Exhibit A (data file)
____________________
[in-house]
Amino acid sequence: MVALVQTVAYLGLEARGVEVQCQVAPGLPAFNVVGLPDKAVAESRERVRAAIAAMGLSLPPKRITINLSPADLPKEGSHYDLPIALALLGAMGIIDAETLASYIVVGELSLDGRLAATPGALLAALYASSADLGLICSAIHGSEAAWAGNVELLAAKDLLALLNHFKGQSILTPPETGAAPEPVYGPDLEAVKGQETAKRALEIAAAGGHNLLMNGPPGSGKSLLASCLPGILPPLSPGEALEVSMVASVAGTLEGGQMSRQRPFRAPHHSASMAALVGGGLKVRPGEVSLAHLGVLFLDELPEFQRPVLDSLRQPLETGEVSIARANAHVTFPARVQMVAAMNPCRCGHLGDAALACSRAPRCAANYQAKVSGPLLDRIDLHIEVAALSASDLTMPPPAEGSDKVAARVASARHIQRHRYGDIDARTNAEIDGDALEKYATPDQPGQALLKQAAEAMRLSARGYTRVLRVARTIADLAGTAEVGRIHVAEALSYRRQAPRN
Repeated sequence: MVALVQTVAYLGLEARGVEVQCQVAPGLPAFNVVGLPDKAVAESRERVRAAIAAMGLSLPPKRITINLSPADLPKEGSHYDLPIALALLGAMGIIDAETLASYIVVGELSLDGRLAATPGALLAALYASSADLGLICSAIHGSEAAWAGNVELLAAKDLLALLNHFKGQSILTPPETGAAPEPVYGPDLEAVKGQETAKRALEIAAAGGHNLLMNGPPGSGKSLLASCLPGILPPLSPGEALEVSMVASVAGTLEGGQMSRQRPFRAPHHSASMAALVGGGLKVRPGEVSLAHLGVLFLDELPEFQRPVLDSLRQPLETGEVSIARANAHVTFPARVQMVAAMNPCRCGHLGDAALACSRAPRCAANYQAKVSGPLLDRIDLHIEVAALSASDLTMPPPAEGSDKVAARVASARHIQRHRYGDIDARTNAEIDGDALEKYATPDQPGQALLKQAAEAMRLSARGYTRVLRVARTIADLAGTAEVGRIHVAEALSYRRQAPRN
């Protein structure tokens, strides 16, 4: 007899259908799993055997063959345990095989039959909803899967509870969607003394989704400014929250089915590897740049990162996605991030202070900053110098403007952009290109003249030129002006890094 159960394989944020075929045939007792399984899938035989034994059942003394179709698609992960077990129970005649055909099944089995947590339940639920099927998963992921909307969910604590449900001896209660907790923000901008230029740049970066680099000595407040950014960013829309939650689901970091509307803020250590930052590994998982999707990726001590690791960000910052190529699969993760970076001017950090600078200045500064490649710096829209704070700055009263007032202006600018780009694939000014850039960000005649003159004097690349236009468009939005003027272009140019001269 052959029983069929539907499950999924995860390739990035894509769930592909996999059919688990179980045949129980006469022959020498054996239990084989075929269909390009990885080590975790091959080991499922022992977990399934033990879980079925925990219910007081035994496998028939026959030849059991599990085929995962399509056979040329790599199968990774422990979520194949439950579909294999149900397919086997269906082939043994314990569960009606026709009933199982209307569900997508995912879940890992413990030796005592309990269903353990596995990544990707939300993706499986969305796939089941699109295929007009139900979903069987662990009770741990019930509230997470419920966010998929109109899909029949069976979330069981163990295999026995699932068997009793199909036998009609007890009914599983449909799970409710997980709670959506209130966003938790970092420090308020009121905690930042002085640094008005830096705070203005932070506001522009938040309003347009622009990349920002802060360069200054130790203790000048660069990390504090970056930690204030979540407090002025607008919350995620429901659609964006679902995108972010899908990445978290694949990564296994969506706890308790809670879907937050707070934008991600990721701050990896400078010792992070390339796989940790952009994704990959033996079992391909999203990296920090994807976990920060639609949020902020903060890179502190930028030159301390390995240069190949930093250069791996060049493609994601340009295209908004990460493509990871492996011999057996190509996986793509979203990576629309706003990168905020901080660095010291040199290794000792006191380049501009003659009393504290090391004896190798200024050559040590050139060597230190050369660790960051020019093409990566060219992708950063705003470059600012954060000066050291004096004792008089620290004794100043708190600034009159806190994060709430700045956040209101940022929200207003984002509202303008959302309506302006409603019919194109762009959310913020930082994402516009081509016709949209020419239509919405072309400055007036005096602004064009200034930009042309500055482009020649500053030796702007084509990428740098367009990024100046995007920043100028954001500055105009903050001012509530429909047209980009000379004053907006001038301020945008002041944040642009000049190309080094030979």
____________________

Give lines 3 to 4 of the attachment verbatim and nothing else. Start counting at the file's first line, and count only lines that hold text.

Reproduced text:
Repeated sequence: MVALVQTVAYLGLEARGVEVQCQVAPGLPAFNVVGLPDKAVAESRERVRAAIAAMGLSLPPKRITINLSPADLPKEGSHYDLPIALALLGAMGIIDAETLASYIVVGELSLDGRLAATPGALLAALYASSADLGLICSAIHGSEAAWAGNVELLAAKDLLALLNHFKGQSILTPPETGAAPEPVYGPDLEAVKGQETAKRALEIAAAGGHNLLMNGPPGSGKSLLASCLPGILPPLSPGEALEVSMVASVAGTLEGGQMSRQRPFRAPHHSASMAALVGGGLKVRPGEVSLAHLGVLFLDELPEFQRPVLDSLRQPLETGEVSIARANAHVTFPARVQMVAAMNPCRCGHLGDAALACSRAPRCAANYQAKVSGPLLDRIDLHIEVAALSASDLTMPPPAEGSDKVAARVASARHIQRHRYGDIDARTNAEIDGDALEKYATPDQPGQALLKQAAEAMRLSARGYTRVLRVARTIADLAGTAEVGRIHVAEALSYRRQAPRN
């Protein structure tokens, strides 16, 4: 007899259908799993055997063959345990095989039959909803899967509870969607003394989704400014929250089915590897740049990162996605991030202070900053110098403007952009290109003249030129002006890094 159960394989944020075929045939007792399984899938035989034994059942003394179709698609992960077990129970005649055909099944089995947590339940639920099927998963992921909307969910604590449900001896209660907790923000901008230029740049970066680099000595407040950014960013829309939650689901970091509307803020250590930052590994998982999707990726001590690791960000910052190529699969993760970076001017950090600078200045500064490649710096829209704070700055009263007032202006600018780009694939000014850039960000005649003159004097690349236009468009939005003027272009140019001269 052959029983069929539907499950999924995860390739990035894509769930592909996999059919688990179980045949129980006469022959020498054996239990084989075929269909390009990885080590975790091959080991499922022992977990399934033990879980079925925990219910007081035994496998028939026959030849059991599990085929995962399509056979040329790599199968990774422990979520194949439950579909294999149900397919086997269906082939043994314990569960009606026709009933199982209307569900997508995912879940890992413990030796005592309990269903353990596995990544990707939300993706499986969305796939089941699109295929007009139900979903069987662990009770741990019930509230997470419920966010998929109109899909029949069976979330069981163990295999026995699932068997009793199909036998009609007890009914599983449909799970409710997980709670959506209130966003938790970092420090308020009121905690930042002085640094008005830096705070203005932070506001522009938040309003347009622009990349920002802060360069200054130790203790000048660069990390504090970056930690204030979540407090002025607008919350995620429901659609964006679902995108972010899908990445978290694949990564296994969506706890308790809670879907937050707070934008991600990721701050990896400078010792992070390339796989940790952009994704990959033996079992391909999203990296920090994807976990920060639609949020902020903060890179502190930028030159301390390995240069190949930093250069791996060049493609994601340009295209908004990460493509990871492996011999057996190509996986793509979203990576629309706003990168905020901080660095010291040199290794000792006191380049501009003659009393504290090391004896190798200024050559040590050139060597230190050369660790960051020019093409990566060219992708950063705003470059600012954060000066050291004096004792008089620290004794100043708190600034009159806190994060709430700045956040209101940022929200207003984002509202303008959302309506302006409603019919194109762009959310913020930082994402516009081509016709949209020419239509919405072309400055007036005096602004064009200034930009042309500055482009020649500053030796702007084509990428740098367009990024100046995007920043100028954001500055105009903050001012509530429909047209980009000379004053907006001038301020945008002041944040642009000049190309080094030979």